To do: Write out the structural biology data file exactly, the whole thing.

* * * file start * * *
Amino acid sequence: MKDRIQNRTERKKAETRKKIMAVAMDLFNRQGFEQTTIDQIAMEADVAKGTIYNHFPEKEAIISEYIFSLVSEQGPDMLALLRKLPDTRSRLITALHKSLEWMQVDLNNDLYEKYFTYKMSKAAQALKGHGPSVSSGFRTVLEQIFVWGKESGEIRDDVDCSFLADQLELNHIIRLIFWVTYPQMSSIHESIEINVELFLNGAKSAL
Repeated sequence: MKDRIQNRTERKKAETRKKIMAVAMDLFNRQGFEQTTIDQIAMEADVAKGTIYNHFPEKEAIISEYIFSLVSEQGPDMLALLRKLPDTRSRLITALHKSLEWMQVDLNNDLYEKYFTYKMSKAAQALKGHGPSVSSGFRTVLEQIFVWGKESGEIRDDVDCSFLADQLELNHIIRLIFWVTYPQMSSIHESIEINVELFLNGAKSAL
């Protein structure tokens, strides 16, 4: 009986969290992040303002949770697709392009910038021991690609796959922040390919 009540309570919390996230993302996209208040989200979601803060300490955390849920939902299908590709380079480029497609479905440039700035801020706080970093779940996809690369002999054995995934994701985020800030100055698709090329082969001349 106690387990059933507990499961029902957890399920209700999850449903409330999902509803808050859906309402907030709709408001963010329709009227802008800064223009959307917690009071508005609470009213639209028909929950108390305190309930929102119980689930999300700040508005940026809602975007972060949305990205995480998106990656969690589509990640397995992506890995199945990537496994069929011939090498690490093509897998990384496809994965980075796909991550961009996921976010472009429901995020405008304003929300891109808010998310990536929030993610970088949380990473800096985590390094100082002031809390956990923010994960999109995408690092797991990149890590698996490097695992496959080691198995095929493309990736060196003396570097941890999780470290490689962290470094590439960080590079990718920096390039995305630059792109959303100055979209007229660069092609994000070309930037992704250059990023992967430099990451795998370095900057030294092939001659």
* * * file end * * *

Amino acid sequence: MKDRIQNRTERKKAETRKKIMAVAMDLFNRQGFEQTTIDQIAMEADVAKGTIYNHFPEKEAIISEYIFSLVSEQGPDMLALLRKLPDTRSRLITALHKSLEWMQVDLNNDLYEKYFTYKMSKAAQALKGHGPSVSSGFRTVLEQIFVWGKESGEIRDDVDCSFLADQLELNHIIRLIFWVTYPQMSSIHESIEINVELFLNGAKSAL
Repeated sequence: MKDRIQNRTERKKAETRKKIMAVAMDLFNRQGFEQTTIDQIAMEADVAKGTIYNHFPEKEAIISEYIFSLVSEQGPDMLALLRKLPDTRSRLITALHKSLEWMQVDLNNDLYEKYFTYKMSKAAQALKGHGPSVSSGFRTVLEQIFVWGKESGEIRDDVDCSFLADQLELNHIIRLIFWVTYPQMSSIHESIEINVELFLNGAKSAL
């Protein structure tokens, strides 16, 4: 009986969290992040303002949770697709392009910038021991690609796959922040390919 009540309570919390996230993302996209208040989200979601803060300490955390849920939902299908590709380079480029497609479905440039700035801020706080970093779940996809690369002999054995995934994701985020800030100055698709090329082969001349 106690387990059933507990499961029902957890399920209700999850449903409330999902509803808050859906309402907030709709408001963010329709009227802008800064223009959307917690009071508005609470009213639209028909929950108390305190309930929102119980689930999300700040508005940026809602975007972060949305990205995480998106990656969690589509990640397995992506890995199945990537496994069929011939090498690490093509897998990384496809994965980075796909991550961009996921976010472009429901995020405008304003929300891109808010998310990536929030993610970088949380990473800096985590390094100082002031809390956990923010994960999109995408690092797991990149890590698996490097695992496959080691198995095929493309990736060196003396570097941890999780470290490689962290470094590439960080590079990718920096390039995305630059792109959303100055979209007229660069092609994000070309930037992704250059990023992967430099990451795998370095900057030294092939001659």